So, why would the fishing be better?  Well, there is too much debate and speculation for me to give a confident answer to that.  In tidal estuaries, it seems obvious how the moon affects the tides and how that can impact fishing (interestingly there is stong debate about the best fishing being during the "quarters" where tides are concerned); however, the NRV has NO tidal why would it matter here?  Well, some believe it has to do with lighting at night, while others feel there is an impact from changes in gravity and even magnetic forces.  Which ever it is, to me, doesn't matter -- the question becomes more of ... is it real?

So, to that end I decided to do some research.  I took every state record fish in Virginia, and compared their catch date to the moon phase they were in.  My first test was the Largemouth Bass.  This guy is a bruiser, a 16lb 4oz behemoth out of Connor Lake, landed by Richard Tate back on May 20th, 1985.  So, where was the moon?  NEW MOON that DAY!  Yep, first record I check is dead on the new moon.  I was astounded.  Ok, let’s see about that bronze back…  We here in the NRV should be a little more familiar with this guy… the 8lb 1oz monster from the New River, caught, 3-12-2003 by Donald Eaton, Jr.  Moon phase?  Full -6.  A week before the full moon?!  That’s not so magic.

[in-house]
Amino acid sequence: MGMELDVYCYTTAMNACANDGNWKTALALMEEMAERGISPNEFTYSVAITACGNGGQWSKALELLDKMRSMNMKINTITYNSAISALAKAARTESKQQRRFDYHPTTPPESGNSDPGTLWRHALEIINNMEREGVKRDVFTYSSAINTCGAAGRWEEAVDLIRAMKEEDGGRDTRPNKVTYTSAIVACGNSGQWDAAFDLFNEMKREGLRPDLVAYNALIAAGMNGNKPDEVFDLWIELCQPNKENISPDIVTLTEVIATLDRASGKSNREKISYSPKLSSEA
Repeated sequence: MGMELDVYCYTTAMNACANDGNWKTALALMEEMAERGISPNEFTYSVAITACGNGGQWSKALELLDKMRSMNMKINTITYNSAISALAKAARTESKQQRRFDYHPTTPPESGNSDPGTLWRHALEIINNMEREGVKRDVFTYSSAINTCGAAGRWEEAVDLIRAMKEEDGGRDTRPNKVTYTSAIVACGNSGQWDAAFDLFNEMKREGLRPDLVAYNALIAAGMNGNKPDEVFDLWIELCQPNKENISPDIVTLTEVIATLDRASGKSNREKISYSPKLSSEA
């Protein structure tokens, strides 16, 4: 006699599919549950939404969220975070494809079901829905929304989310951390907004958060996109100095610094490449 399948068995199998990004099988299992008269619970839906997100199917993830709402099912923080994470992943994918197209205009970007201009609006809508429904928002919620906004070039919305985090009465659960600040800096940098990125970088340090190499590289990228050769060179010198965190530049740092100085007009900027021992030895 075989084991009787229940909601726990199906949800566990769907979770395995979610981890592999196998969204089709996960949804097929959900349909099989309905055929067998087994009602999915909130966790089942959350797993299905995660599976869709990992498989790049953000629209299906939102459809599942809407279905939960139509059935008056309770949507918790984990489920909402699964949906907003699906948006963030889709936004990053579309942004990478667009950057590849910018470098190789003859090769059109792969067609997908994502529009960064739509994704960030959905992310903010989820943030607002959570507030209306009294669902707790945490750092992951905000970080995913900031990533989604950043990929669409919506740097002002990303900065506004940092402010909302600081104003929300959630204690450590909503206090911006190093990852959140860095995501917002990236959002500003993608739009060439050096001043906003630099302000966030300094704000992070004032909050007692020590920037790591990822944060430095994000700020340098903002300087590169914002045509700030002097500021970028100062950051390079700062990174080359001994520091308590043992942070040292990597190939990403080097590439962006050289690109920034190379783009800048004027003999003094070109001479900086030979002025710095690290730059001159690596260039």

The next fish I checked was the Spotted Bass claimed in Claytor Lake back on 7-29-1993 checking in at 3 lbs. 10 oz. by Mike Ritter.  Phase? New Moon.  Just like the Largie!  Ok, now I’m really getting puzzled.  I continued on down the list and found that there was definitely a trend out there.  Out of the 28 fish the Virginia DGIF keeps records on, SIX were caught on the NEW or FULL Moon!  Even more interesting, five of those six came from the NEW MOON alone!  I could hardly believe the numbers were so tilted.  Being a bit of a numbers cruncher I started digging in a bit deeper and below is what I found:
New Moon Record Fish:  5
Full Moon Record Fish:  1
Fish caught within the +/- 3 days of full / new moon:  14
All other days combined held the other 14 records.
Fish caught -3, -2, or -1 of a Full or New moon:  3
Fish caught +1, +2 or +3 of a Full or New moon:  5
Specifically -3, -2, -1 of a New moon only: 2
Specifically -3, -2, -1 of a Full moon only: 1
Specifically +1, +2 or +3 of a New moon:  2